Thursday, June 6, 2013

Slaughterhouse-Five by Kurt Vonnegut

Every month I choose one classical book to read. I feel that as a writer and a reader it is crucial to see what it is about these books that have made them classics. Why do readers keep coming back to these books? Why is it important that these books are read? What did these books do that those before them didn't? WHY WHY WHY.

This month I selected Slaughterhouse-Five by Kurt Vonnegut. This is my first little foray into the world of Vonnegut, which is ridiculous. I hear so much about him and the black humor he is known for. I love me some dark humor and even more than that, I love satire. I've been meaning to grab a Vonnegut for some time now and I figured why not start with what is probably his most well known book. And I wanted to use this book as a way to get to know Vonnegut himself seeing as this book is semi autobiographical.

The book is about Billy Pilgrim, an optometrist, a soldier, an abductee, and an exhibit in an alien zoo that has the ability to become unstuck in time, living his life in one moment and then suddenly finding himself in another moment in his life. Billy gains this ability after he is abducted by aliens and taken to the planet known as Tralfamadore where he is taught about what death really means. Also, he is placed in a zoo with another Earthling named Montana Wildhack where they have a child and put their foreign way of life on display.

First lines:

"All this happened, more or less. The war parts, anyway, are pretty much true. One guy I knew really was shot in Dresden for taking a teapot that wasn't his. Another guy I knew really did threaten to have his personal enemies killed by hired gunmen after the war. And so on. I've changed all the names."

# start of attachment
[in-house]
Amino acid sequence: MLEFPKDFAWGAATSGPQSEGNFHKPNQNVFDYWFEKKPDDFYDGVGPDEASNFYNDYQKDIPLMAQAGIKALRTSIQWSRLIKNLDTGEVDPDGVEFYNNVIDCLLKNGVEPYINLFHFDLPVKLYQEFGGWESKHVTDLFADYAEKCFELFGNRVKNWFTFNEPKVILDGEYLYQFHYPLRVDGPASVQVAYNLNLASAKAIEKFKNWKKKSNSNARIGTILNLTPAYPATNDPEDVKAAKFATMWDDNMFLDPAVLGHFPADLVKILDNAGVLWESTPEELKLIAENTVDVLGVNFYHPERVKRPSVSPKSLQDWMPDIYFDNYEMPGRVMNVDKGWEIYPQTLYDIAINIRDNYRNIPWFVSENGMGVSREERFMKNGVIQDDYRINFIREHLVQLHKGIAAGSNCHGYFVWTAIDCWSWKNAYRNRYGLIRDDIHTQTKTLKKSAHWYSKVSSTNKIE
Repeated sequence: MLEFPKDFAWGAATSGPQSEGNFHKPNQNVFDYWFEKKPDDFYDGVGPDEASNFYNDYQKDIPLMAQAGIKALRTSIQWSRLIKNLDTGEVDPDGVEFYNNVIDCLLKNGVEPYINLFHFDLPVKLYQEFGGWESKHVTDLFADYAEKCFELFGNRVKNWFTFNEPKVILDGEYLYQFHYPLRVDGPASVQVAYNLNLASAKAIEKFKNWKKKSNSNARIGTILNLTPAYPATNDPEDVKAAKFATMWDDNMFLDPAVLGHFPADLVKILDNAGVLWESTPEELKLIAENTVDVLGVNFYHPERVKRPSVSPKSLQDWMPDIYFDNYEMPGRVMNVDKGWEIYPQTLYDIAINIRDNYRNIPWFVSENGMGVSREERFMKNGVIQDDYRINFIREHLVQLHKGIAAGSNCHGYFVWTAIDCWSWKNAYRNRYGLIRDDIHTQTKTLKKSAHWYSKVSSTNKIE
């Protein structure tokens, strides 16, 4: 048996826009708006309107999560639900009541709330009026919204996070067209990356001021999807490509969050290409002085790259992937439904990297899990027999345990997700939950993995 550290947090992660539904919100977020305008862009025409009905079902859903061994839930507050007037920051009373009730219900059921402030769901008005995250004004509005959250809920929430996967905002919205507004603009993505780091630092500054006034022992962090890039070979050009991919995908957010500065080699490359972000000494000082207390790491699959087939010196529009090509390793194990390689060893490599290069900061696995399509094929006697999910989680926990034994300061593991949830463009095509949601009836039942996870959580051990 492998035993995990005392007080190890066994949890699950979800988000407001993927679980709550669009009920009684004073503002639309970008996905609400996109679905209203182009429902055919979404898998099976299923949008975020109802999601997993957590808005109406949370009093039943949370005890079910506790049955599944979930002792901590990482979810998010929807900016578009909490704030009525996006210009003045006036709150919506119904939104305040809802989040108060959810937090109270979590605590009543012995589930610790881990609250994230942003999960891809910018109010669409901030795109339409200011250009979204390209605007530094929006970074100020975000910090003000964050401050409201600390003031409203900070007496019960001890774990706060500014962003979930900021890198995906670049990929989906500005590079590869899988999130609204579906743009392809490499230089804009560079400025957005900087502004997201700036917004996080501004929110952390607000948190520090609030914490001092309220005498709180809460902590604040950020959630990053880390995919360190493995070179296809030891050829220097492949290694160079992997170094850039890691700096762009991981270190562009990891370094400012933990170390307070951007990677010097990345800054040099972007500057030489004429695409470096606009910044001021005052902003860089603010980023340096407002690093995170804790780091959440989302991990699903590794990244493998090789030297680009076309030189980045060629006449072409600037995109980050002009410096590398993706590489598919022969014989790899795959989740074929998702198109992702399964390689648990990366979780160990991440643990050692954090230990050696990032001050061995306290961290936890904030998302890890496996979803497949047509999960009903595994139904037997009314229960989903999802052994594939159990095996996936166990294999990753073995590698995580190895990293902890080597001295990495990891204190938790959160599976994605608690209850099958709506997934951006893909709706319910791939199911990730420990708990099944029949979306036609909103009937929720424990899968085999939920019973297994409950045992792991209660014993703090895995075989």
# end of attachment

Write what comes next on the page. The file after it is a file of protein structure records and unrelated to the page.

The first chapter of the book is told by Vonnegut himself, discussing how this book was close to being unwritten and his own travels back to Dresden after the war had ended. It discusses how he got a three book deal, Slaughterhouse being the first book of the three. I was really surprised that he talked about how hard it was for him to write a book of this nature and subject and how he felt the book wasn't very good. Well Vonnegut, I feel like it did alright.

After that chapter the book doesn't have much of a linear storyline at all. The first of Billy Pilgrim's story begins with:

Billy Pilgrim has come unstuck in time.
Billy has gone to sleep a senile widower and awakened on his wedding day. He has walked through a door in 1955 and come out another one in 1941 He has gone back through that door to find himself in 1963. He has seen his birth and death many times, he says, and pays random visits to all the events in

What you could call the main storyline follows Billy's journey through Germany first with a small group of three other soldiers and then as a prisoner of war and finally in the slaughterhouse in the city of Dresden before it is horrifically bombed. It took me a second to get accustomed to the jumps throughout the book through time and space and galaxy but as you keep reading the jumps feel natural and real.

The plot of the novel is clearly secondary to the writing and the experience the reader walks away with. War is fragmented and jumbled and so is the writing and storyline in the novel. What at first felt unreal with the time jumps soon began to feel incredibly real and plausible. I began to think that although I had never been abducted by aliens and given the ability to become unstuck in time, I had the ability after all. In every moment in our lives that are as vital and shocking as going through a war, I believe that all of us sort of jump through time. On the day I graduated High School I vividly remembered my first day of High School. When I see someone sick, I remember the times I was sick. When someone hears of the birth of a child, they jump back to the birth of their own.

It's our human way of coping. Our own lives are fractured and jumbled and the lives of those in a war zone are even more mixed up. This novel shows one man trying to cope with his life during and after the war, an experience that is clearly hard to get past. Seeing so much will change you. Being touched by death makes your life shift dramatically. This book was dramatic and real and true art.